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Insights into Editorial: The rebirth of the Trans-Pacific Partnership


Insights into Editorial: The rebirth of the Trans-Pacific Partnership





The Trans-Pacific Partnership (TPP), which was thought to be a finished deal after the withdrawal of US, is now gaining fresh momentum. Many relevant players, eager to prevent the TPP from crumbling, have begun to discuss moving forward without the US. Japan and New Zealand have shown interest to take the bloc forward. If they succeed, TPP signatories will benefit substantially—and the US may find that it has missed a massive opportunity.


What is TPP?

The Trans-Pacific Partnership or TPP is one of the biggest trade deals in history. It was signed in February in New Zealand by 12 Pacific Rim countries. The TPP involved 12 nations (the US, Australia, Brunei Darussalam, Canada, Chile, Japan, Malaysia, Mexico, New Zealand, Peru, Singapore and Vietnam). Together these countries account for the 40% of the global economy and 26% of world trade.


What it does?

  • It would set new terms for trade and business investment among the United States and 11 other Pacific Rim nations.
  • It would phase out thousands of import tariffs as well as other barriers to international trade.
  • It also would establish uniform rules on corporations’ intellectual property, open the Internet even in communist Vietnam and crack down on wildlife trafficking and environmental abuses.


Which goods and services are involved in the TPP?

  • Most goods and services traded between the countries are named in the TPP, but not all tariffs – which are taxes on imports – were going to be removed and some would take longer than others. In all, some 18,000 tariffs were included.
  • For example, the signatories said they would either eliminate or reduce tariffs and other restrictive policies from agricultural products and industrial goods.
  • Under the agreement, tariffs on US manufactured goods and almost all US farm products would have gone almost immediately. But some “sensitive” products would have been exempt until a later agreed date.


What’s good about TPP?

Those in favour say this trade deal will unleash new economic growth among countries involved. It is being said that the TPP has high potential to promote economic growth and improve people’s living standards by facilitating the free cross-border movement of key factors of economic activity, such as goods, people, money, and information. Failure to bring the TPP into force would be a great loss to not only the TPP countries such as Japan and the US but also the global economy they argue.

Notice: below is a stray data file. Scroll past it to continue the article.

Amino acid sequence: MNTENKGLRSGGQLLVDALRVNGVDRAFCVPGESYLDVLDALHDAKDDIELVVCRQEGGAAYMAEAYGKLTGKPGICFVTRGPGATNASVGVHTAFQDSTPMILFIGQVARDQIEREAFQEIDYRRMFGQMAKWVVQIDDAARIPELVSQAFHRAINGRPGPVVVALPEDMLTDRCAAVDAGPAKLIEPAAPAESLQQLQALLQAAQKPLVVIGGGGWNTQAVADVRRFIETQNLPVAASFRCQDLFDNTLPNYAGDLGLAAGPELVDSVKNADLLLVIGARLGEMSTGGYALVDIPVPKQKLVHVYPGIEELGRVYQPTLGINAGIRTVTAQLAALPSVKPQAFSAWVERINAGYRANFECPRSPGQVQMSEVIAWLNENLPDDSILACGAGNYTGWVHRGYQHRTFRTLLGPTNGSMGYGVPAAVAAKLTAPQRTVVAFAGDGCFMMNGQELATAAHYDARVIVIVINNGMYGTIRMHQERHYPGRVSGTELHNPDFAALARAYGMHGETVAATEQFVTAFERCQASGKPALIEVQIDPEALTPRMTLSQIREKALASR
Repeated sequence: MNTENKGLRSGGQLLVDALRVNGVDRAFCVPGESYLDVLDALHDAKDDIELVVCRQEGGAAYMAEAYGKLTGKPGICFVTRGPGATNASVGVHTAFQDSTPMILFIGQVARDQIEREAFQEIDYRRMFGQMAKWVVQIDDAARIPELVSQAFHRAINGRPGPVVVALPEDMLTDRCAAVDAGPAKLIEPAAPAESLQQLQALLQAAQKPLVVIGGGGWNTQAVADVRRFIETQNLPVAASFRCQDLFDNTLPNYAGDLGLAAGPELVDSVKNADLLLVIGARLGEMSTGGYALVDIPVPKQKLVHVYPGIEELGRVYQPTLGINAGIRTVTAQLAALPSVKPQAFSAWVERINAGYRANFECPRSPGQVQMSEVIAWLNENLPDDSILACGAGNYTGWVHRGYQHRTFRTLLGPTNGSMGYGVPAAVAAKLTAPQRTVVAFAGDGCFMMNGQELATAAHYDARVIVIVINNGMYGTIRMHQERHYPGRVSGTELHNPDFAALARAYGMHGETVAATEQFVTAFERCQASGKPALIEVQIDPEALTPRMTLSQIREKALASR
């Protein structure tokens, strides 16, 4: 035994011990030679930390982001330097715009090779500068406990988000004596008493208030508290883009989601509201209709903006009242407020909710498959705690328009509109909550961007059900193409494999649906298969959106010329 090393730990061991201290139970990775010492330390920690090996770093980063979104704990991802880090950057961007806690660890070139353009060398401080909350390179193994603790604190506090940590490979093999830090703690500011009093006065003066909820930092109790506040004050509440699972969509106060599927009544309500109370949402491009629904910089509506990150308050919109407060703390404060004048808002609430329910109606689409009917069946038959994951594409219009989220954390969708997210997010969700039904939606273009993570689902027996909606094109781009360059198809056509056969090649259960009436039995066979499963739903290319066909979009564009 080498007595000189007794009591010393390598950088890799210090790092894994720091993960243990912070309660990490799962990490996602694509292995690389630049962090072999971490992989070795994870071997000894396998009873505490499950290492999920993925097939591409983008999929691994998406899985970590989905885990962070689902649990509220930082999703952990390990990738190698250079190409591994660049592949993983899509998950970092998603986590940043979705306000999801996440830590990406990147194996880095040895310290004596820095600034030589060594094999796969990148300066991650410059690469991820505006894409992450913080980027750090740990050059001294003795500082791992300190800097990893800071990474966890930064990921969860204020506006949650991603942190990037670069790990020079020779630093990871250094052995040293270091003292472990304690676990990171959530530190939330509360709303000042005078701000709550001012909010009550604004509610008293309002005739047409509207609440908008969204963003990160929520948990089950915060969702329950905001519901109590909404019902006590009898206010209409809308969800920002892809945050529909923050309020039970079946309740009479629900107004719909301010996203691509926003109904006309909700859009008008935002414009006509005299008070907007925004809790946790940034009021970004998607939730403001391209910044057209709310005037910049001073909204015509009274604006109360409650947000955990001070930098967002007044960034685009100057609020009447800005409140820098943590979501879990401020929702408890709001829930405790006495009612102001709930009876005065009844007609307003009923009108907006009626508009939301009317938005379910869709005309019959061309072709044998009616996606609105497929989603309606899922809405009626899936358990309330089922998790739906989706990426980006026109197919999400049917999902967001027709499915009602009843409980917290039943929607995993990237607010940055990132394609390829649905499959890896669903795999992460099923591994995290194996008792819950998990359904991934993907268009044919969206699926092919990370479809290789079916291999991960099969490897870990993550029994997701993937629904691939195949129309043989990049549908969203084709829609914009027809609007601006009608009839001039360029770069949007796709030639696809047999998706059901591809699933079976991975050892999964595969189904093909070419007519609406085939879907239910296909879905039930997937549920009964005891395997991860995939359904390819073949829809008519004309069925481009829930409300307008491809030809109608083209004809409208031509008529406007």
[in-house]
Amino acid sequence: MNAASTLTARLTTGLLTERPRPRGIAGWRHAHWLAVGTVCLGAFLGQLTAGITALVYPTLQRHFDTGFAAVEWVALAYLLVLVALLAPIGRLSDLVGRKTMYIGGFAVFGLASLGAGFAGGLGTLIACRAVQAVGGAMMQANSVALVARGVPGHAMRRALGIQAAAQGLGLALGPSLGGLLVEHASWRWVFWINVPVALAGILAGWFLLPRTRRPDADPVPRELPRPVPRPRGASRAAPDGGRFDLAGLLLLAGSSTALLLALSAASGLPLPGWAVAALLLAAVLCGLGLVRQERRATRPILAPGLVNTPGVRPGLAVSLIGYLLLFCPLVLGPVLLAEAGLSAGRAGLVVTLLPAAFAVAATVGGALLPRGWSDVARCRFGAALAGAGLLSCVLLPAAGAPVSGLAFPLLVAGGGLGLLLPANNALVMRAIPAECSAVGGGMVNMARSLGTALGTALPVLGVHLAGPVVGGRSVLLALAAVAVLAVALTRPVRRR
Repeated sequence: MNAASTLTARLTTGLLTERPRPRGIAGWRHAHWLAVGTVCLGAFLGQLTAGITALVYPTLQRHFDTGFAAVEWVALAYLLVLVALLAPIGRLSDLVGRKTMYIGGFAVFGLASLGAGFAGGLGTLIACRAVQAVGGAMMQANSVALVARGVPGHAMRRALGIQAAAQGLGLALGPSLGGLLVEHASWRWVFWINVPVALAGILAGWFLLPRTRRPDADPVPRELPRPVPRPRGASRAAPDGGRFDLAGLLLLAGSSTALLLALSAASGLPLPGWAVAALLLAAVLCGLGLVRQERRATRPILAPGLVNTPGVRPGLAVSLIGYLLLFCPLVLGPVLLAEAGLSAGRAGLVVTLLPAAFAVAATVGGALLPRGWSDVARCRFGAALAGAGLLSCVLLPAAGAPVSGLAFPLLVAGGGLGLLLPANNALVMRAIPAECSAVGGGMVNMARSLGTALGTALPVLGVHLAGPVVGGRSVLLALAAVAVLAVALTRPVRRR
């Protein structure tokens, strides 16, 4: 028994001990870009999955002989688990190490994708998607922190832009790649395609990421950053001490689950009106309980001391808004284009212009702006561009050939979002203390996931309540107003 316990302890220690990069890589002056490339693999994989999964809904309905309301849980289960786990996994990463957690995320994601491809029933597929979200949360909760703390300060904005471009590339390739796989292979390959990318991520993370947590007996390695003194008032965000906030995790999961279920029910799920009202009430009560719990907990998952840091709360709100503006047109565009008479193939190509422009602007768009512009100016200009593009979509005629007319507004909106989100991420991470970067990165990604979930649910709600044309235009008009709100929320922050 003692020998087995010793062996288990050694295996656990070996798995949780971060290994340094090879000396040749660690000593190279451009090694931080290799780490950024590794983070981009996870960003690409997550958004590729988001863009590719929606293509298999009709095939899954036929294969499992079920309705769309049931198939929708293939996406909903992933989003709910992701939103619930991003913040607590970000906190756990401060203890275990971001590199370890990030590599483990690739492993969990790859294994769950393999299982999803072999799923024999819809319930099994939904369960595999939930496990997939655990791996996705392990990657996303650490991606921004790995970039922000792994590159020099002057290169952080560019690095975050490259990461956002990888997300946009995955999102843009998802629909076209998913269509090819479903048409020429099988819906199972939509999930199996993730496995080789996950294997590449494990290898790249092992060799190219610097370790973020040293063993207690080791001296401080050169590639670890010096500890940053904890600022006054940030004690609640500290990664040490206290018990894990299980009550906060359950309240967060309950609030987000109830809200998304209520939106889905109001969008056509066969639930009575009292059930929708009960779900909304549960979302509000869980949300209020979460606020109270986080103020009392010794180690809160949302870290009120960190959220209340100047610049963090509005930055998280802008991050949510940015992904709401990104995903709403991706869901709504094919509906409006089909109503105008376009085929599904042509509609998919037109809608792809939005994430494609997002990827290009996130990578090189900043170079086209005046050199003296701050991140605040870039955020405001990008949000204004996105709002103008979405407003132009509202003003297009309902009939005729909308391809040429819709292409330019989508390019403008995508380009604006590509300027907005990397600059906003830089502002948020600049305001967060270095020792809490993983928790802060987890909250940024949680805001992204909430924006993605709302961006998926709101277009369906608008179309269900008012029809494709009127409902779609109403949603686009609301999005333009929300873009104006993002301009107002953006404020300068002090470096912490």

Why Trump is against this deal?

Trump thinks such deals will hurt American workers and undercut US companies. His stance on trade is protectionist: he has vowed to shield Americans from the effects of globalised trade by slapping hefty tariffs on cheap Chinese imports of up to 45%.

Trump says, “The TPP creates a new international commission that makes decisions the American people can’t veto, making it easier for our trading competitors to ship cheap subsidised goods into US markets – while allowing foreign countries to continue putting barriers in front of our exports.”


Way ahead:

The mega-regional approach may have one more advantage, shared with the WTO: the involvement of more parties can dilute the authority of a major country and thus limit its ability to strong-arm its negotiating partners into an unbalanced agreement. Indeed, this may be precisely why Trump, with his penchant for “deal-making” and promises of an “America first” trade policy, rejected the TPP. In his view, bilateral negotiations put the US, as a political and economic hegemon, in a stronger bargaining position.

  • What Trump fails to recognize is that, while a small country may feel intimidated by the US at the negotiating table, it can still stand up and walk away. More important, even if the US can use its weight to secure more favourable provisions in a bilateral negotiating context, the benefits do not necessarily outweigh those of larger-scale agreements.
  • That is certainly the case with the TPP, which contained some provisions that were highly beneficial for the US economy. And when the new TPP, excluding the US, begins to flourish, US businesses will be wishing Trump had not cancelled their tee time.



It is hard to see who exactly benefits from the United States’ withdrawal from TPP. Certainly, U.S. industry and other TPP members are disappointed. Indeed, this could be seen as a massive self-goal for the United States. Trump will gain credibility with some of his base by actually fulfilling one of his more contentious campaign promises, but that base is weak to begin with, and unless there are tangible gains in manufacturing jobs (due to other factors), the electoral impact is likely to be negligible.